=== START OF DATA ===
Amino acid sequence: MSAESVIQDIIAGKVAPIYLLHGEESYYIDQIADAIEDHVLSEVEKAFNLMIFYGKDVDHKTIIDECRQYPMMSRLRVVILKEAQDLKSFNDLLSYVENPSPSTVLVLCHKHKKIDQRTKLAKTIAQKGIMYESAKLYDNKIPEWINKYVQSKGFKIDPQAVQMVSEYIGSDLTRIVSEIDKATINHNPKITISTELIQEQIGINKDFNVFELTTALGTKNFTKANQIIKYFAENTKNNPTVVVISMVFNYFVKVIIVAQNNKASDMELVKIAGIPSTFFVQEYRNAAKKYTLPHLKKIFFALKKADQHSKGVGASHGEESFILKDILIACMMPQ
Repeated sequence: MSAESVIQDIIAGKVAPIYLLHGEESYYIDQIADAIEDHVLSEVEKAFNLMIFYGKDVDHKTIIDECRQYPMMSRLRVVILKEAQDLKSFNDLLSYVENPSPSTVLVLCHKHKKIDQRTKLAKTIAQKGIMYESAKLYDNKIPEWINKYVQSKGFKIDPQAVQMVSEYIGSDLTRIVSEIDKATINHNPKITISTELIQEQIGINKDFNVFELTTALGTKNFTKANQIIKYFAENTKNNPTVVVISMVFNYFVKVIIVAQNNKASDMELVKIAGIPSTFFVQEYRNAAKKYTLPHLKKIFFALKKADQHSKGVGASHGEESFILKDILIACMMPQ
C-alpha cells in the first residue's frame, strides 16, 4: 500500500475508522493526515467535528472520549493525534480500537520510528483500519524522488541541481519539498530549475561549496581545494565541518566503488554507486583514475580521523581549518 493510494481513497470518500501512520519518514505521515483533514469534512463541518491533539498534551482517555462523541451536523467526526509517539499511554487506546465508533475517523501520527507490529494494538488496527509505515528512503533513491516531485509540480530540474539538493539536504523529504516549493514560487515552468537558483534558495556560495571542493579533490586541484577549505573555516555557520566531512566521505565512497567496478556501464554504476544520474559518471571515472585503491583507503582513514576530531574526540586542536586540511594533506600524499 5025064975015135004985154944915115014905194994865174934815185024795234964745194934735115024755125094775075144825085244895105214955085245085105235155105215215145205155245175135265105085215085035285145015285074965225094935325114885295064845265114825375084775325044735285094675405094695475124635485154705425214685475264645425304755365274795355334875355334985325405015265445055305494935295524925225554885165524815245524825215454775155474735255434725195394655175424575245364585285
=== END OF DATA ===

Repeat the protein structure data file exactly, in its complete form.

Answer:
Amino acid sequence: MSAESVIQDIIAGKVAPIYLLHGEESYYIDQIADAIEDHVLSEVEKAFNLMIFYGKDVDHKTIIDECRQYPMMSRLRVVILKEAQDLKSFNDLLSYVENPSPSTVLVLCHKHKKIDQRTKLAKTIAQKGIMYESAKLYDNKIPEWINKYVQSKGFKIDPQAVQMVSEYIGSDLTRIVSEIDKATINHNPKITISTELIQEQIGINKDFNVFELTTALGTKNFTKANQIIKYFAENTKNNPTVVVISMVFNYFVKVIIVAQNNKASDMELVKIAGIPSTFFVQEYRNAAKKYTLPHLKKIFFALKKADQHSKGVGASHGEESFILKDILIACMMPQ
Repeated sequence: MSAESVIQDIIAGKVAPIYLLHGEESYYIDQIADAIEDHVLSEVEKAFNLMIFYGKDVDHKTIIDECRQYPMMSRLRVVILKEAQDLKSFNDLLSYVENPSPSTVLVLCHKHKKIDQRTKLAKTIAQKGIMYESAKLYDNKIPEWINKYVQSKGFKIDPQAVQMVSEYIGSDLTRIVSEIDKATINHNPKITISTELIQEQIGINKDFNVFELTTALGTKNFTKANQIIKYFAENTKNNPTVVVISMVFNYFVKVIIVAQNNKASDMELVKIAGIPSTFFVQEYRNAAKKYTLPHLKKIFFALKKADQHSKGVGASHGEESFILKDILIACMMPQ
C-alpha cells in the first residue's frame, strides 16, 4: 500500500475508522493526515467535528472520549493525534480500537520510528483500519524522488541541481519539498530549475561549496581545494565541518566503488554507486583514475580521523581549518 493510494481513497470518500501512520519518514505521515483533514469534512463541518491533539498534551482517555462523541451536523467526526509517539499511554487506546465508533475517523501520527507490529494494538488496527509505515528512503533513491516531485509540480530540474539538493539536504523529504516549493514560487515552468537558483534558495556560495571542493579533490586541484577549505573555516555557520566531512566521505565512497567496478556501464554504476544520474559518471571515472585503491583507503582513514576530531574526540586542536586540511594533506600524499 5025064975015135004985154944915115014905194994865174934815185024795234964745194934735115024755125094775075144825085244895105214955085245085105235155105215215145205155245175135265105085215085035285145015285074965225094935325114885295064845265114825375084775325044735285094675405094695475124635485154705425214685475264645425304755365274795355334875355334985325405015265445055305494935295524925225554885165524815245524825215454775155474735255434725195394655175424575245364585285